I completely disassembled the steering column and linkage to find that the lower column bearings were shot.  I ordered a new set then sanded down the enitre column and lower steering shaft.  Then I gave them a fresh coat of black paint.


The boot assembly on the lower steering shaft was also shot so I bought a rebuild kit and now it’s as good as new (also sporting a new coat of paint).


Here’s the Jeep in it’s current condition.  One day at a time I think I just may finish this thing…eventually.


Even though it is far from finished…you’ve got to admit it looks good…even all dusty sitting in the garage.


I decided to go ahead and use the existing dash until I get enough money to buy a stainless one and custom gauges.  However it needed a whole lot of attention form a wire wheel and will need to be repainted.


I removed the headlight mountings, sanded and painted them then remounted them in the grille.  Then I ran the headlight and running light wires and also tacked up my towing lights on the inside fender well.


The new EZ Wiring fuse box and wiring harness fit perfectly above the new pedals.


I wire-wheeled the old gas tank skid plate and painted it black.  Then I mounted the new Wrangler tank into the plate and secured it with a home-made metal strap.  I also installed a new MTS sending unit before mounting it into the frame.


The unit mounted perfectly to the frame.  However, I may re-position it centered on the frame instead of offset so I can run dual exhaust down each side between the tank and the leaf spring shackles.  I will probably have to shield the tank from the heat of the exhaust before it is completed.


The wiring is coming along nicely.


During the wiring process I discovered that the wire that goes to the air vent blower motor had no place to hook up to.  I got on to and asked around and was told that the Wrangler blower motor didn’t hook up the same way so the hole in the firewall for the blower wire was no longer needed.  Since I am still using the CJ blower motor I had to pull the heater box and I found a bent prong with no place to go.  So…..


…with a little drilling and filing I made a hole for it and remounted the heater box.  Presto!


While I had the airvent assembly off of the Jeep I took the opportunity to cover up the old silver and blue overspray that got down into the box and shot it with a little plack paint.


As I mentioned earlier in the post, two holes had to be cut into the top of th fire wall in order Wrangler tub to accomodate the CJ defrost set up.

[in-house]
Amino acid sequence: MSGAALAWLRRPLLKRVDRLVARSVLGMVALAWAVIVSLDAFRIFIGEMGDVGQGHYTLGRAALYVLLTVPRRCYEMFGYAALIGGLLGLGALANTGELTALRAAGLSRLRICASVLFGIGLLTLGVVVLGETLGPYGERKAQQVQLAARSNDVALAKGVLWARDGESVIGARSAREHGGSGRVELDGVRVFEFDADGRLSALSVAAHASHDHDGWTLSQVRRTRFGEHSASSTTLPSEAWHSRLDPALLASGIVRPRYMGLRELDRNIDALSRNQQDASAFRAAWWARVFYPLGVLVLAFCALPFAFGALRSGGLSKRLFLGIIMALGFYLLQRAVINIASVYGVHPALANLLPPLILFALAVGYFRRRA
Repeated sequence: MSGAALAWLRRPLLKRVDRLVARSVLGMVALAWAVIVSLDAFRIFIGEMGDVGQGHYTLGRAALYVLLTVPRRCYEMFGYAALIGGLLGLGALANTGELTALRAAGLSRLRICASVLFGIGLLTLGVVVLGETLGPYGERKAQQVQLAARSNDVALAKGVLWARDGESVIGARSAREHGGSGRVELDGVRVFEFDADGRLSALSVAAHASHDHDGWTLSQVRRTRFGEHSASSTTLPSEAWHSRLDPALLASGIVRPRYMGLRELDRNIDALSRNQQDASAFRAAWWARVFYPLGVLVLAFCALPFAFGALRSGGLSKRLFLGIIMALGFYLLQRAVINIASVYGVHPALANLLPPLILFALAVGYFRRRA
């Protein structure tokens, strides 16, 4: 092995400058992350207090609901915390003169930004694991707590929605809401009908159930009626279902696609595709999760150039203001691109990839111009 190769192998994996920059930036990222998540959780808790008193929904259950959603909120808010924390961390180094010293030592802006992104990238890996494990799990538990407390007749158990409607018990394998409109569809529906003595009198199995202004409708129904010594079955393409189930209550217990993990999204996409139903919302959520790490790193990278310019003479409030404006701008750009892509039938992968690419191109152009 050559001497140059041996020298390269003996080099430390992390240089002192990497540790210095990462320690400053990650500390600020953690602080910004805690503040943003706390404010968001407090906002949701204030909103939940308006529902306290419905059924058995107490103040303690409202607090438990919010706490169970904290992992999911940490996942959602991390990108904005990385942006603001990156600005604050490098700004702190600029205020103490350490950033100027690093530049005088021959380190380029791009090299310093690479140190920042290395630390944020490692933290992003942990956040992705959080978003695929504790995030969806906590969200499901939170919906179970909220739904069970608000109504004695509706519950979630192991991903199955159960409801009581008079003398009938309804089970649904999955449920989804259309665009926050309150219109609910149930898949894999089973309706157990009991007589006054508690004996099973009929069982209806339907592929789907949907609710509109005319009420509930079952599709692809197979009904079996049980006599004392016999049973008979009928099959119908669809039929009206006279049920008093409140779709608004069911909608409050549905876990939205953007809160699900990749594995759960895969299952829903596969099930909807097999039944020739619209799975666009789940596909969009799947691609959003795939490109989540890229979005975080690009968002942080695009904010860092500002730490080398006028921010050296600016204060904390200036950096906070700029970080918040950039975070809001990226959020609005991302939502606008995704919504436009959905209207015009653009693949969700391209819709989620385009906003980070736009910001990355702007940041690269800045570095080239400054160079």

After I got the blower motor situated and wired up, I was on the Jeeps Unlimited CJ7 Forum and somebody commented that this would be a good time to do the blower motor swap. I didn’t know what he was talking about at first. However, I was informed that the CJ7 blower motor isn’t very effective and I could swap it out for a much higher volume motor for only $20! Sooo, I went to Advance Auto Parts and picked up one for a 1972 Chevy Blazer with a V8 and no a/c. There are two that fit this application and the one with the shorter shaft is the one that fits into the Jeep housing seemlessly. The only visible difference is the circumference of the motor itself (the new one is a bit larger – pictured on the right).


A few mintues with a steel-bladed jig saw and the hole is now large enough for the new motor housing.


And there we have it!  The new motor is fully installed.  Next winter the cold shouldn’t be any problem in this Jeep!


Here is the finished project without the motor.

Here is the motor!  Got it on Craigslist! It is a fresh 290+hp, 350 crate motor with 18,000 miles.  It has an Edelbrock intake and an Edelbrock 4 barrel carb.  Can’t wait to drop it in!

Got her all cleaned up and fitted with a set of Hedman headers! Now to mate her with the tranny and drop it in!

Ready to install the power plant!

On it’s way into the engine compartment…

The motor is in its new home…fits like a glove!

Installed!  I added a set of headman headers and dual Flowmaster 40’s with a 2.5″ exhaust.

Two Flowmaster, 2-stage, 40 series mufflers were installed and the exahust was run down either side of the gas tank (which I centered when I rebuilt it) and then they were dumped downward.  It sounds ridiculous!